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September 23, 2007 | Helena María Viramontes, Helena María Viramontes is a professor of creative writing at Cornell University. Her latest novel is "Their Dogs Came With Them."
IN 1999, in an attempt to gain recognition for Chicanos and other Latinos who had served in the U.S. armed forces, cultural critic Jorge Mariscal uncovered a lapse in administering the English-proficiency programs in Puerto Rico during the Vietnam War. Because the Army had not complied with its own rules for the testing of non-English-speaking inductees, many of those sent off to Vietnam could barely understand the commands they were given in the field.
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September 23, 2007 | Helena María Viramontes, Helena María Viramontes is a professor of creative writing at Cornell University. Her latest novel is "Their Dogs Came With Them."
IN 1999, in an attempt to gain recognition for Chicanos and other Latinos who had served in the U.S. armed forces, cultural critic Jorge Mariscal uncovered a lapse in administering the English-proficiency programs in Puerto Rico during the Vietnam War. Because the Army had not complied with its own rules for the testing of non-English-speaking inductees, many of those sent off to Vietnam could barely understand the commands they were given in the field.
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ENTERTAINMENT
January 7, 1996 | Judith Michaelson
'It's not a slash-and-burn, rough talk show like so many others," host Ray Suarez says of his popular "Talk of the Nation." "This is more like a conversation."
ENTERTAINMENT
January 7, 1996 | Judith Michaelson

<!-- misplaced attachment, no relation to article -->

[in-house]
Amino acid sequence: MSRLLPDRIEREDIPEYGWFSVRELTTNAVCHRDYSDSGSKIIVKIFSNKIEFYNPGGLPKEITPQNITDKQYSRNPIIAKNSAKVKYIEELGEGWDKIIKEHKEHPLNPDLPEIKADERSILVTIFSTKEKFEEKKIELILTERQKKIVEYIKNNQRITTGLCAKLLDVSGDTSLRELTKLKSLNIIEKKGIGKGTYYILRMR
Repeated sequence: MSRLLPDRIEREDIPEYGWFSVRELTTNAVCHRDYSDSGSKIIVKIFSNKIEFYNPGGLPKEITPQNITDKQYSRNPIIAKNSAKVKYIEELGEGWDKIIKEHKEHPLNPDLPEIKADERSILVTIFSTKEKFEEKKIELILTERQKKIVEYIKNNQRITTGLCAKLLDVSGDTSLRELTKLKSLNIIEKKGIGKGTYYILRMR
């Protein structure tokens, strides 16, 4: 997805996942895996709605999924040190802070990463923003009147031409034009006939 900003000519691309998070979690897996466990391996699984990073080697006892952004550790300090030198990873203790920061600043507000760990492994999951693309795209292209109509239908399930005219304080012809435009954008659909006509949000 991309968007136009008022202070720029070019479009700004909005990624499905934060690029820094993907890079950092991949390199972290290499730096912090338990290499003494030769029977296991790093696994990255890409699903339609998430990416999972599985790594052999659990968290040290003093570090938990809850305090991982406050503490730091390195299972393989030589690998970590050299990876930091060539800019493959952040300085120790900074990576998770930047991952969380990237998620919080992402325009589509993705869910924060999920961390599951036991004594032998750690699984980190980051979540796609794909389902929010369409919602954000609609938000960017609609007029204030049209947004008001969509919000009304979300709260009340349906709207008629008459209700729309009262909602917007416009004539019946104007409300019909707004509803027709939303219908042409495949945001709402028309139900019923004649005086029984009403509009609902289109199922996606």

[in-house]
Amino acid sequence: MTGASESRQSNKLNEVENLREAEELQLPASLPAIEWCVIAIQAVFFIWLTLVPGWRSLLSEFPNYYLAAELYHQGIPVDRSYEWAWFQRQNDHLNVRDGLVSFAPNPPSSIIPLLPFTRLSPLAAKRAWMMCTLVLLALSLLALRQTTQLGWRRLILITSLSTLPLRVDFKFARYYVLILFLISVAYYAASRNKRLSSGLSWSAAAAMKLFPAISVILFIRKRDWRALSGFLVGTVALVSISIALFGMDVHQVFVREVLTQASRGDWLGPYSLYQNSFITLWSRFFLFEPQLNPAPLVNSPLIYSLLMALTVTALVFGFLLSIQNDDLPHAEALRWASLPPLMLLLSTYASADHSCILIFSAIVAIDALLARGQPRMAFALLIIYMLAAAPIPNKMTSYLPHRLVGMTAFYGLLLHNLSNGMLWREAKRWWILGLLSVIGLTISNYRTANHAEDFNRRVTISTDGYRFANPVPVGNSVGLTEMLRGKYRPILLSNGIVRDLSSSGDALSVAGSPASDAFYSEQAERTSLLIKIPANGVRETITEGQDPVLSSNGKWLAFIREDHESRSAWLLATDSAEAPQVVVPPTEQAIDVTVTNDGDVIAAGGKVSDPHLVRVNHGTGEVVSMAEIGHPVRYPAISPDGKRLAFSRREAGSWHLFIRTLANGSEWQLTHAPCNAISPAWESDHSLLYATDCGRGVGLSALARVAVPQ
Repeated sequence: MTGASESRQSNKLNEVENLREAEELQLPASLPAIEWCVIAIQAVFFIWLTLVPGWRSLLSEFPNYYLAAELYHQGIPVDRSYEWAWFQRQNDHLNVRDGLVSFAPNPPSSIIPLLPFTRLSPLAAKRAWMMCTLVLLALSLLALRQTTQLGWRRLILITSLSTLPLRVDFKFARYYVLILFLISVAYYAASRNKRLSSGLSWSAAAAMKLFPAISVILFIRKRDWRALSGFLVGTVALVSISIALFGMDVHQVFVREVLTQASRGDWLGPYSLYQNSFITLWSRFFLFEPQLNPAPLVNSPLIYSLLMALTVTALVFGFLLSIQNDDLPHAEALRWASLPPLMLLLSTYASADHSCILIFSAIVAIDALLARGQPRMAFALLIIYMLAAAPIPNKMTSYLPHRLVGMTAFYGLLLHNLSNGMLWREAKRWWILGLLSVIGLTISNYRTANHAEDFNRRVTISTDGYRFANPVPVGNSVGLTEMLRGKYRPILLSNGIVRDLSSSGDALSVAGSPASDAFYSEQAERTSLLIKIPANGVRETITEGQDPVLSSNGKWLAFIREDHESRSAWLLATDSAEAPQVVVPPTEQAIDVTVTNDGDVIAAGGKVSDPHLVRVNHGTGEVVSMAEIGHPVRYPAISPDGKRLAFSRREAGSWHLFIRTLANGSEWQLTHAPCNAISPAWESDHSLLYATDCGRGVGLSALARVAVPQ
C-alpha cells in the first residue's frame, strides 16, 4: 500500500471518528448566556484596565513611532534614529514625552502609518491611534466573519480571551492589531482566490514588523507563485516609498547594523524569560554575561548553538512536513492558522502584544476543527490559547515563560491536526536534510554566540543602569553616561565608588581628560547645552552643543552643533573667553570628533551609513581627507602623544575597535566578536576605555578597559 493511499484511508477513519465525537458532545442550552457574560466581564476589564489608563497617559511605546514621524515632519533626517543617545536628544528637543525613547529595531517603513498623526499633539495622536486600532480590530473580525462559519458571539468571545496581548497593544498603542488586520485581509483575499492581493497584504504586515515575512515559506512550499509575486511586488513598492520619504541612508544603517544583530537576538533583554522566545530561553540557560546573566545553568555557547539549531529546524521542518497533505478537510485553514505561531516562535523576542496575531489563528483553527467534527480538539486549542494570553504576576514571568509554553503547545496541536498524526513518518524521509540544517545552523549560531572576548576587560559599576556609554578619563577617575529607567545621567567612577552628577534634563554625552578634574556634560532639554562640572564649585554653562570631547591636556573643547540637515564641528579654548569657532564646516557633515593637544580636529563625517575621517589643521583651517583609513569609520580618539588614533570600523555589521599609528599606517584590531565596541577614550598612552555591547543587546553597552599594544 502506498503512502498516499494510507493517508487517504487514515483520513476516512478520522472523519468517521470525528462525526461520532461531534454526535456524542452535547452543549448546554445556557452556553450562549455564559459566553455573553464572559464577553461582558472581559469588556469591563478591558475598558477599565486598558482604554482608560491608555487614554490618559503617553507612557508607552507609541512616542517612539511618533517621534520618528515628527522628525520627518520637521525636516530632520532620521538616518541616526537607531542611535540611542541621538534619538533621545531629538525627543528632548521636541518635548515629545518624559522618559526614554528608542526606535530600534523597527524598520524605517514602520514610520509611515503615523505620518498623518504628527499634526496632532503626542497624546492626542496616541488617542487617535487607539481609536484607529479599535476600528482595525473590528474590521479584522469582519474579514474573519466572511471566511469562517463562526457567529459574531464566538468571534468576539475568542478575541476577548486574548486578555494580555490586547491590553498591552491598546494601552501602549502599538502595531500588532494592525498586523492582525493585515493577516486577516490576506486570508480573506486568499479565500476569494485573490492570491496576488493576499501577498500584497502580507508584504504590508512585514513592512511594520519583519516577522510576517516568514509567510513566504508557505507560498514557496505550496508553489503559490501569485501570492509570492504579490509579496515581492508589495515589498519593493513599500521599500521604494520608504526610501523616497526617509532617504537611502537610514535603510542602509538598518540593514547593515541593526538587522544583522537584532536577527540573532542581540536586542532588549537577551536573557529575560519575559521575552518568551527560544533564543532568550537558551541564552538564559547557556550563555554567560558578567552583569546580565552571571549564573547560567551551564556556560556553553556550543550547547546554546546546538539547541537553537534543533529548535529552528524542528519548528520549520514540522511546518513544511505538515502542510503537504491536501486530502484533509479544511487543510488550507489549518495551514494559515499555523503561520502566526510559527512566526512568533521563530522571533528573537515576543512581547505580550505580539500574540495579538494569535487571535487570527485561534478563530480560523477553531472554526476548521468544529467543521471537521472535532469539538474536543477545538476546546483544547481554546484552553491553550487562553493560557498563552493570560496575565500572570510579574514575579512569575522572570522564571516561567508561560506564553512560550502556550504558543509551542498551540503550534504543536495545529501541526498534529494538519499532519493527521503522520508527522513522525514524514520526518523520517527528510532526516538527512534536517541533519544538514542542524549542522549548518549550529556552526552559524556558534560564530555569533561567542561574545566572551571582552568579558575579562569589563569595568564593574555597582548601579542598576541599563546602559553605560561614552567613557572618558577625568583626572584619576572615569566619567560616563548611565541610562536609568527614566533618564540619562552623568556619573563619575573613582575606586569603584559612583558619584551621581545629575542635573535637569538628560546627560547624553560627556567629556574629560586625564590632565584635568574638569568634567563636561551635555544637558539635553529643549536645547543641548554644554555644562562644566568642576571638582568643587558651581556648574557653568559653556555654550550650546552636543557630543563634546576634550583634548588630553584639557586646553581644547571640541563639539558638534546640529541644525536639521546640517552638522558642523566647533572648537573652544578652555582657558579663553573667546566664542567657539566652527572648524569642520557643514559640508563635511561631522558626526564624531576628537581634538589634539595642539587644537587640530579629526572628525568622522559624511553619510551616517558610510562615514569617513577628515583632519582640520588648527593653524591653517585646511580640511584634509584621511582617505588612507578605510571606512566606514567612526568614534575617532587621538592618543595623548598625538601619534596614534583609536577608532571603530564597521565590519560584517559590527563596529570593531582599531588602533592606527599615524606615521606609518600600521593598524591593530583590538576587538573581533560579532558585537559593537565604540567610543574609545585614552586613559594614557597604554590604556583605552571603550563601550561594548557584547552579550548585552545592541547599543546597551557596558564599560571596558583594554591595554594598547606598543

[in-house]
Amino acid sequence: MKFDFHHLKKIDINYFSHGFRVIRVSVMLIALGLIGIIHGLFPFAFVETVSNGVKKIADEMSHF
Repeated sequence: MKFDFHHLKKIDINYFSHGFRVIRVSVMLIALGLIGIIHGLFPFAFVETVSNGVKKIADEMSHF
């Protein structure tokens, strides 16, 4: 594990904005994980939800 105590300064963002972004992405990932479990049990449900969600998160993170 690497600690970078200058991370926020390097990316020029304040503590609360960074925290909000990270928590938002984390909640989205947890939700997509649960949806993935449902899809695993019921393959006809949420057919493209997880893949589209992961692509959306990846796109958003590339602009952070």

'It's not a slash-and-burn, rough talk show like so many others," host Ray Suarez says of his popular "Talk of the Nation." "This is more like a conversation."
ENTERTAINMENT
July 15, 2006
RE "Katie Couric on the Hustings," by Matea Gold, July 12: CBS executive producer Rome Hartman said he was "really struck by how people [in town hall meetings] kept saying that they want depth and they want serious journalism." There is a proven formula for achieving those ends. First, you extend the evening news to one hour. Then you hire intelligent, articulate reporters and interviewers -- say, Gwen Ifill, Ray Suarez, Margaret Warner, Jeffrey Brown -- and then ... well, why not just import the PBS "News-Hour with Jim Lehrer" crew to CBS?
CALIFORNIA | LOCAL
April 20, 1993 | CONSELLA A. LEE, TIMES STAFF WRITER
Calls from across the nation poured in Monday to First African Methodist Episcopal Church, where National Public Radio's "Talk of the Nation" tapped what people were thinking two days after verdicts in the Rodney G. King civil rights case. While the hodgepodge of questions to the national call-in show--which will air from the church through Thursday--was varied, racial issues and economics were at the crux of the responses.
ENTERTAINMENT
April 1, 2009 | Tony Perry
Occasionally comes a documentary whose title tells it all. Such an event is "Jerusalem: Center of the World," with the secondary title: "The Epic History of the World's Most Contested Piece of Real Estate." The two-hour program airs tonight at 9 on KCET. Ray Suarez, senior correspondent for PBS' "The NewsHour With Jim Lehrer," walks the viewer through a city at the crossroads of three religions, where turmoil and contention are ever-present.
ENTERTAINMENT
July 27, 2000
Some broadcast and cable programs contain material included in the public school curriculum and on standardized examinations. Here are home-viewing tips: * Today-- "The Devil's Arithmetic" (ODSY 9-11 p.m.) is a movie about a girl who is magically transported to 1941 Poland, where she learns valuable lessons when she is arrested by Nazis. Kirsten Dunst stars. Also, "Sixth Sun: The Mayan Uprising in Chiapas" (KLCS 9-10 p.m.
NATIONAL
June 17, 2006 | Ruth Morris, South Florida Sun-Sentinel
CNN's famously blunt anchor Lou Dobbs took on ideological foes Friday, telling an audience of Hispanic journalists that the United States was the "candy-rock mountain of the world" being chipped away by immigration policies meant to protect corporate interests. Dobbs debated with former Mexican Foreign Minister Jorge Castaneda; New Mexico Gov. Bill Richardson; and the Rev. David Beckmann, president of Bread for the World. It was an immigration debate punctuated by jokes and sharp jabs.
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